Meanwhile I braised oxtails in port wine, plums, beets, and the usual trilogy of vegetables- carrots, leeks and celery. When the meat was tender enough to fall off the tail, I shredded it between my fingers, carefully tweezing out every fragment of cartilage and bone. While the meat was cooling and the demi-glace caramel was solidifying, I made my dream dough, which consists of twelve egg yolks for less than three cups of flour. I like to blend half semolina flour with half tipo “00” flour because pure semolina makes ravioli dough too hard and prone to cracking to make filling viable, whereas straight tipo “00” or all-purpose flour never retains enough of the al dente je ne sais quoi for me. It’s a battle to get the dough just right- the maximum amount of semolina it will hold produces the best result, but your hands really have to have sense memory and pasta-making dexterity to work it properly.
I decided to make the ravioli triangular; they are actually called triangoli in Italian. This was my first mistake. I should have thought harder about encasing what is essentially only a temporary solid (the demi-glace) with a pasta shell. Had I, I would have understood that the reason Xiao Long Bao are pinched at their tops is so that the melting demi-glace cannot escape out the sides. This is also why they are steamed, not boiled. Forming the little ravioli was tricky, I could only work with a few at a time because if the demi-glace became too liquidy, it would cause a mess before I could pinch the triangles closed. Eventually I fell into a comfortable, if attentive cadence.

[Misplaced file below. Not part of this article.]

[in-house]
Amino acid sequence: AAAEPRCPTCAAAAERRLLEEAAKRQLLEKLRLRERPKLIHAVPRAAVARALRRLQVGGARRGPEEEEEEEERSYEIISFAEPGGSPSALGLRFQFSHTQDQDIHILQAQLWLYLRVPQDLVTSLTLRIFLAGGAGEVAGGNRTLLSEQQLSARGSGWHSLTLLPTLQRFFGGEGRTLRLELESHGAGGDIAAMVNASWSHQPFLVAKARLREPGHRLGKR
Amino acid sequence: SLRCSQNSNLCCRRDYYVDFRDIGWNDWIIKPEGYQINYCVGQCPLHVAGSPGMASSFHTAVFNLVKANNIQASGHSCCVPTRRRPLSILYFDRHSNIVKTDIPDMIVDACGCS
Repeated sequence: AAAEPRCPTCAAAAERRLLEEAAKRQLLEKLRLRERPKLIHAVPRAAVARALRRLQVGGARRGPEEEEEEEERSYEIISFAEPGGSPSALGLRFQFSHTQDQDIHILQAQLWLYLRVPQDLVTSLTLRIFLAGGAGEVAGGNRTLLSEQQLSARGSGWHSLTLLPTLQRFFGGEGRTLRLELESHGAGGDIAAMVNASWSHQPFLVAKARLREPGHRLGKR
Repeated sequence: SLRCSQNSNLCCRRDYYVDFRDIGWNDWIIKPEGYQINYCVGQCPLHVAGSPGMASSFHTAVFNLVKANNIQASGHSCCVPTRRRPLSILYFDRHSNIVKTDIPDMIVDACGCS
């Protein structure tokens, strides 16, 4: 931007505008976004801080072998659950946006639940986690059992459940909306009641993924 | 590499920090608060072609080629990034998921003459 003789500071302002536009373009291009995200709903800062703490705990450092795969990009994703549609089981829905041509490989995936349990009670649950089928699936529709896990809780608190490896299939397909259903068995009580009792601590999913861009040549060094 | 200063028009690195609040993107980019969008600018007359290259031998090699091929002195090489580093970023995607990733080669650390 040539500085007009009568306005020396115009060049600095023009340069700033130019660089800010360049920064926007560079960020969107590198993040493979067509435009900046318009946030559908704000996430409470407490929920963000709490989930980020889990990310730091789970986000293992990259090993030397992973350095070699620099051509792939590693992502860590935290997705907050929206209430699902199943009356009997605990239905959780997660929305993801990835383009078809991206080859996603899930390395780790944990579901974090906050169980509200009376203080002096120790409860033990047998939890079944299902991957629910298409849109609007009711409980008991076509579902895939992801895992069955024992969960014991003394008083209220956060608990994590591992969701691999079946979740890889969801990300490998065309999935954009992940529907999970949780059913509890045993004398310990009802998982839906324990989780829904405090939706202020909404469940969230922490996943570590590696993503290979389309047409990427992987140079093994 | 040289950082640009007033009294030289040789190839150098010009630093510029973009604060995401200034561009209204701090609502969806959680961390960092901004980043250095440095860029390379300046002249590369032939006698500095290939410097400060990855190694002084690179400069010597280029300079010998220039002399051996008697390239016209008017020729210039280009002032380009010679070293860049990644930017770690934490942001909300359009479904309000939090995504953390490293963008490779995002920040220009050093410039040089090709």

I rolled two sheets of pasta, mounded several dollops of oxtail meat along one sheet equidistant from each other, and then gently rested cold slabs of caramel demi-glace on top. Between each round, the demi-glace chilled in the freezer. The final layer was a thin shaving of parmigiano reggiano that I reasoned would protect the top sheet of pasta from over-saturation by the melting demi-glace. Once I had carefully formed all the ravioli, I boiled a pot of water and reduced the braising liquid from the oxtails into a thick sauce rife with woodsy, sweet flavors.
Mistake #2 occurred when I boiled the ravioli. Not all of them, but some of them couldn’t take the pressure of the boil, and the carefully pinched pockets slowly leaked my careful caramel broth out into the cavernous pot of dilute, boiling water. I watched them seep, but there was nothing I could do to rescue the precious substance. I furrowed them out of the water as best I could and served them to an eager crowd of four. Everyone proclaimed them delicious, but in my heavy heart I knew I’d failed. When I set out to marry worlds, I don’t want them to clash apart and end in a bitter annulment. There was enough broth left to simulate my desired effect, but it was nothing like biting into a gushing pocket of Xiao Long Bao, even if the flavors were more to my liking. Next time I’ll choose a shape that is pinched at the top. And I’ll experiment with steaming egg noodles instead of boiling them.
There is a silver-lining to this tale of delicious woe- I had leftover oxtail meat so I formed cakes out of it and set the cakes on rounds of polenta. That recipe, in all its successful glory, is coming up next on Salty Seattle.